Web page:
Its hard not to love Mary—at least that’s what I think now. I remember praying my first rosary tucked away in my room at college. The door was locked. Well Jesus, I said, if this offends you, I’m sorry, but it just seems right. I am happy to report there were neither natural nor supernatural calamities that day. I don’t remember anything extraordinarily profound occurring either. As something of an Evangelical I had entered into a great wrestling match with God over the Church and the Eucharist, and if, as I had found, the Catholic Church was right on these matters, then, I reasoned, She must be right about Mary.
Mary. The truth is I know no sweeter name. It was hard at first to feel warmly towards her, but she led me along very easily, very freely. I made my little efforts having something of a resolve to trust the Church that gave me the Eucharist: praying the rosary, kneeling before her statue asking for prayers, talking to her the way I learned to talk to other saints, and I was always honest. I figured she could take it. One day I remember becoming aware that every time I went to or from the adoration chapel I would be sure to stop by her statue and say a prayer. That’s the day I realized this was more than just one of my little efforts. It had become one of my little needs.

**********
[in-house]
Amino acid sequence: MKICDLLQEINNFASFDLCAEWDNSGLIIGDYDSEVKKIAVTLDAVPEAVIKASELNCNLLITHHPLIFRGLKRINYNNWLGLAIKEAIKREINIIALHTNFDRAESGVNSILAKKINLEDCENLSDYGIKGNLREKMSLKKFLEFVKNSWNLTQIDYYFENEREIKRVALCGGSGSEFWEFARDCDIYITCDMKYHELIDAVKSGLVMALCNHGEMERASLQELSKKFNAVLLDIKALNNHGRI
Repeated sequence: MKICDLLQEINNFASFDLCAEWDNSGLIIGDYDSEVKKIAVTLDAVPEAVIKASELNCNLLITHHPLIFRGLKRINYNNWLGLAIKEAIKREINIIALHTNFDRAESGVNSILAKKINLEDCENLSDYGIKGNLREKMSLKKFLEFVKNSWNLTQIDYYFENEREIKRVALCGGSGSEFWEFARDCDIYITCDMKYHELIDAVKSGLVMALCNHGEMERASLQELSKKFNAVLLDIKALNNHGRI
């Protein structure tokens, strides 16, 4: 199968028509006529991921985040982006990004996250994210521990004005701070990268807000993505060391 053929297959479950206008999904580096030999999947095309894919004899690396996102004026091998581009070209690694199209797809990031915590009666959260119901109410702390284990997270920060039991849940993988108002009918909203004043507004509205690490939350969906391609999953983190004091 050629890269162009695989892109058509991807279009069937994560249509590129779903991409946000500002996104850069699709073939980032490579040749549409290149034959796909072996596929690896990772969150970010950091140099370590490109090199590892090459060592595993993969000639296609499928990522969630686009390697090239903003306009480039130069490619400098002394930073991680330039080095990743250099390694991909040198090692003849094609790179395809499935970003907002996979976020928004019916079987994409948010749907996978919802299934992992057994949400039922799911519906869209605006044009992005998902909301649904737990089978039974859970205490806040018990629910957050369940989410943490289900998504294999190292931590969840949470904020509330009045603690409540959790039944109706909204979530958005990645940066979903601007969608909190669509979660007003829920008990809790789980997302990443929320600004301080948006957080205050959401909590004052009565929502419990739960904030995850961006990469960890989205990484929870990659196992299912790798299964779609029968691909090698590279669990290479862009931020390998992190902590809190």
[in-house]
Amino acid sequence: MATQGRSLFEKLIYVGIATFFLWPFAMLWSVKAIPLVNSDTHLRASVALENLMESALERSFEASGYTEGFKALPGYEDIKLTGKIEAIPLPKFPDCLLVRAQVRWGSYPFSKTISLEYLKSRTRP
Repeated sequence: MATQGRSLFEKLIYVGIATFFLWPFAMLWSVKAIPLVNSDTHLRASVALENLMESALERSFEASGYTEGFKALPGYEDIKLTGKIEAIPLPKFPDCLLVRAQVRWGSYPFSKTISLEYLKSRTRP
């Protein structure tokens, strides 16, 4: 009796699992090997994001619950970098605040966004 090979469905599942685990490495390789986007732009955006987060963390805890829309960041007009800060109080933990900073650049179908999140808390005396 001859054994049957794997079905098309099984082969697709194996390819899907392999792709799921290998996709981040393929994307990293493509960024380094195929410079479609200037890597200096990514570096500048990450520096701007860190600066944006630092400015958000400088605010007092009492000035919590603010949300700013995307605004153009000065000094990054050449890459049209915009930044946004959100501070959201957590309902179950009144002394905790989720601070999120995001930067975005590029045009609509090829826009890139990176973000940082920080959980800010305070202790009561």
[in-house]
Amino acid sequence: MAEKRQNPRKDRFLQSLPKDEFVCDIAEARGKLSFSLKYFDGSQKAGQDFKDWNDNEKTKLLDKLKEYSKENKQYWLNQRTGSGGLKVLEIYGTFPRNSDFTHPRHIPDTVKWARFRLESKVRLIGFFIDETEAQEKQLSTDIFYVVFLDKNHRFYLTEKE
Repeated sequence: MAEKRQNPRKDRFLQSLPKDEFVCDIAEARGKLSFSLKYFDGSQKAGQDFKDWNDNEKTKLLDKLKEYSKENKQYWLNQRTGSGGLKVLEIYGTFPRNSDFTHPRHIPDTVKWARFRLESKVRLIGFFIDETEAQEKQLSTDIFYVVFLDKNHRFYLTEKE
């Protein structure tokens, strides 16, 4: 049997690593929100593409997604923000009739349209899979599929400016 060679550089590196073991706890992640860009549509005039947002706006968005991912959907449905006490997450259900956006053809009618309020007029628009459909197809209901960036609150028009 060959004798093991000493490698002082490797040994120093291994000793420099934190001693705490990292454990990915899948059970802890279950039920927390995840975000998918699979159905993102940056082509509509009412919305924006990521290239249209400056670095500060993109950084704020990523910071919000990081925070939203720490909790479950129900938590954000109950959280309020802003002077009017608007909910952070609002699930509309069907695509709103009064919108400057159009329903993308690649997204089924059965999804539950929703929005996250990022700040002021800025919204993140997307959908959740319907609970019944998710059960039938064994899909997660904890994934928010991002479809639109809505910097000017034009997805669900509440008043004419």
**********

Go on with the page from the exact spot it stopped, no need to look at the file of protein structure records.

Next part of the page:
Looking back on my experience of discernment and my initial years of friary life, I can find no greater support than hers. Somehow she is able to love me, really. It’s not because I’m special; it’s just because I’m a Christian—a Christian aware that there is this woman in Heaven with all sorts of affection for me. I don’t know how I would live without her. There is a need within me for her love and support, and now, unlike before, I have no reason to fear that. After all, this same need was heavy in our Lord’s heart. And His is the only heart I could hope to imitate.
+ Br. Joseph Michael Fino, CFR
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